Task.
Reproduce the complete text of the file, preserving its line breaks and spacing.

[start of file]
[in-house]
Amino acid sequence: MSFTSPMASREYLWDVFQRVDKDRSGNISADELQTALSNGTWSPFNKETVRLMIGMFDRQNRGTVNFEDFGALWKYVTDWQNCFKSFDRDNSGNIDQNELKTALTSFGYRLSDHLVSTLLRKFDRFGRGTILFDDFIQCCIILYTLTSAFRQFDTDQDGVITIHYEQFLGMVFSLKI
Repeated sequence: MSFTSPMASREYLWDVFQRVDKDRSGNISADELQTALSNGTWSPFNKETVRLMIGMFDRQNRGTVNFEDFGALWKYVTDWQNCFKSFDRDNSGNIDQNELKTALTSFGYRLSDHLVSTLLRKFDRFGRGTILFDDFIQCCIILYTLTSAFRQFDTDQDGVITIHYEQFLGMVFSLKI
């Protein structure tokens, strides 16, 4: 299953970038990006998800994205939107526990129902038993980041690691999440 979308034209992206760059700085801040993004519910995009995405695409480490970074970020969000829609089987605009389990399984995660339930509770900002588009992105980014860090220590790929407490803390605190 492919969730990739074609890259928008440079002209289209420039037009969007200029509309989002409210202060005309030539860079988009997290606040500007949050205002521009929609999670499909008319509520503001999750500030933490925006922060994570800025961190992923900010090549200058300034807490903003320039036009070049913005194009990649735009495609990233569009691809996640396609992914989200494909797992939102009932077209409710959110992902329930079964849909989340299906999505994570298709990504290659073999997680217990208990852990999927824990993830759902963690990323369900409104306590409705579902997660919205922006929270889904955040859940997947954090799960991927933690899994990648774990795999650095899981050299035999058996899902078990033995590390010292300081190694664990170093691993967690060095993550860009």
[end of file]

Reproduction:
[in-house]
Amino acid sequence: MSFTSPMASREYLWDVFQRVDKDRSGNISADELQTALSNGTWSPFNKETVRLMIGMFDRQNRGTVNFEDFGALWKYVTDWQNCFKSFDRDNSGNIDQNELKTALTSFGYRLSDHLVSTLLRKFDRFGRGTILFDDFIQCCIILYTLTSAFRQFDTDQDGVITIHYEQFLGMVFSLKI
Repeated sequence: MSFTSPMASREYLWDVFQRVDKDRSGNISADELQTALSNGTWSPFNKETVRLMIGMFDRQNRGTVNFEDFGALWKYVTDWQNCFKSFDRDNSGNIDQNELKTALTSFGYRLSDHLVSTLLRKFDRFGRGTILFDDFIQCCIILYTLTSAFRQFDTDQDGVITIHYEQFLGMVFSLKI
């Protein structure tokens, strides 16, 4: 299953970038990006998800994205939107526990129902038993980041690691999440 979308034209992206760059700085801040993004519910995009995405695409480490970074970020969000829609089987605009389990399984995660339930509770900002588009992105980014860090220590790929407490803390605190 492919969730990739074609890259928008440079002209289209420039037009969007200029509309989002409210202060005309030539860079988009997290606040500007949050205002521009929609999670499909008319509520503001999750500030933490925006922060994570800025961190992923900010090549200058300034807490903003320039036009070049913005194009990649735009495609990233569009691809996640396609992914989200494909797992939102009932077209409710959110992902329930079964849909989340299906999505994570298709990504290659073999997680217990208990852990999927824990993830759902963690990323369900409104306590409705579902997660919205922006929270889904955040859940997947954090799960991927933690899994990648774990795999650095899981050299035999058996899902078990033995590390010292300081190694664990170093691993967690060095993550860009």